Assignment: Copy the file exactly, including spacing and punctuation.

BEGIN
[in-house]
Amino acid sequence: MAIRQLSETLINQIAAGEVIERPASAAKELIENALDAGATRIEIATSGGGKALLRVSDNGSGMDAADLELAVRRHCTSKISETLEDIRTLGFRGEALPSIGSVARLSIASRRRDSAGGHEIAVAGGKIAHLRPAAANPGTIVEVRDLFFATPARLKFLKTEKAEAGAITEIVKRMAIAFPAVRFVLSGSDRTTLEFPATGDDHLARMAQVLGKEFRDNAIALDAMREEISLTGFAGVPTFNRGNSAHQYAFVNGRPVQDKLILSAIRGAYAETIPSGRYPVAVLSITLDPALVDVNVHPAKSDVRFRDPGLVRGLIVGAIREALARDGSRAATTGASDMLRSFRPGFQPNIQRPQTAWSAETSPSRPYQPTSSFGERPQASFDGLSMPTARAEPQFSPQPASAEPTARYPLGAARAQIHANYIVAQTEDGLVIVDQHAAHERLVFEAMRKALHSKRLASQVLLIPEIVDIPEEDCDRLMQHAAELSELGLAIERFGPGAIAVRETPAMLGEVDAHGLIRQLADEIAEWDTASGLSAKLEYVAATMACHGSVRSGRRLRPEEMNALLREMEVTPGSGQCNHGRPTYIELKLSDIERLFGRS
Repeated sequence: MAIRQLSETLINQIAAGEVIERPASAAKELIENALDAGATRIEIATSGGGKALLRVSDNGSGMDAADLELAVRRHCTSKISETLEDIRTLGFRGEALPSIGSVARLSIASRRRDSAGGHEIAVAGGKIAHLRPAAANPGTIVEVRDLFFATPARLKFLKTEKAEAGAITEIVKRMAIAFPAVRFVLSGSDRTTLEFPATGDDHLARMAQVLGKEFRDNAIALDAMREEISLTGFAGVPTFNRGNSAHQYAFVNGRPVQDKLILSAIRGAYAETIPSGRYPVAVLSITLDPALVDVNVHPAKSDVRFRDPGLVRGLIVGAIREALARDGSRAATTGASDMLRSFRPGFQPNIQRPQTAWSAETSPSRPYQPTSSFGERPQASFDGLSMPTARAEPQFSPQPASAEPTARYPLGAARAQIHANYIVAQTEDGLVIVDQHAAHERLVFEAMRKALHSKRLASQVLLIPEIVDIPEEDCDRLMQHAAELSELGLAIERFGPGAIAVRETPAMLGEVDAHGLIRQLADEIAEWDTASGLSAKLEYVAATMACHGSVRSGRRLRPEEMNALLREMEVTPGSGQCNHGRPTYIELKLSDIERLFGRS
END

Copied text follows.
[in-house]
Amino acid sequence: MAIRQLSETLINQIAAGEVIERPASAAKELIENALDAGATRIEIATSGGGKALLRVSDNGSGMDAADLELAVRRHCTSKISETLEDIRTLGFRGEALPSIGSVARLSIASRRRDSAGGHEIAVAGGKIAHLRPAAANPGTIVEVRDLFFATPARLKFLKTEKAEAGAITEIVKRMAIAFPAVRFVLSGSDRTTLEFPATGDDHLARMAQVLGKEFRDNAIALDAMREEISLTGFAGVPTFNRGNSAHQYAFVNGRPVQDKLILSAIRGAYAETIPSGRYPVAVLSITLDPALVDVNVHPAKSDVRFRDPGLVRGLIVGAIREALARDGSRAATTGASDMLRSFRPGFQPNIQRPQTAWSAETSPSRPYQPTSSFGERPQASFDGLSMPTARAEPQFSPQPASAEPTARYPLGAARAQIHANYIVAQTEDGLVIVDQHAAHERLVFEAMRKALHSKRLASQVLLIPEIVDIPEEDCDRLMQHAAELSELGLAIERFGPGAIAVRETPAMLGEVDAHGLIRQLADEIAEWDTASGLSAKLEYVAATMACHGSVRSGRRLRPEEMNALLREMEVTPGSGQCNHGRPTYIELKLSDIERLFGRS
Repeated sequence: MAIRQLSETLINQIAAGEVIERPASAAKELIENALDAGATRIEIATSGGGKALLRVSDNGSGMDAADLELAVRRHCTSKISETLEDIRTLGFRGEALPSIGSVARLSIASRRRDSAGGHEIAVAGGKIAHLRPAAANPGTIVEVRDLFFATPARLKFLKTEKAEAGAITEIVKRMAIAFPAVRFVLSGSDRTTLEFPATGDDHLARMAQVLGKEFRDNAIALDAMREEISLTGFAGVPTFNRGNSAHQYAFVNGRPVQDKLILSAIRGAYAETIPSGRYPVAVLSITLDPALVDVNVHPAKSDVRFRDPGLVRGLIVGAIREALARDGSRAATTGASDMLRSFRPGFQPNIQRPQTAWSAETSPSRPYQPTSSFGERPQASFDGLSMPTARAEPQFSPQPASAEPTARYPLGAARAQIHANYIVAQTEDGLVIVDQHAAHERLVFEAMRKALHSKRLASQVLLIPEIVDIPEEDCDRLMQHAAELSELGLAIERFGPGAIAVRETPAMLGEVDAHGLIRQLADEIAEWDTASGLSAKLEYVAATMACHGSVRSGRRLRPEEMNALLREMEVTPGSGQCNHGRPTYIELKLSDIERLFGRS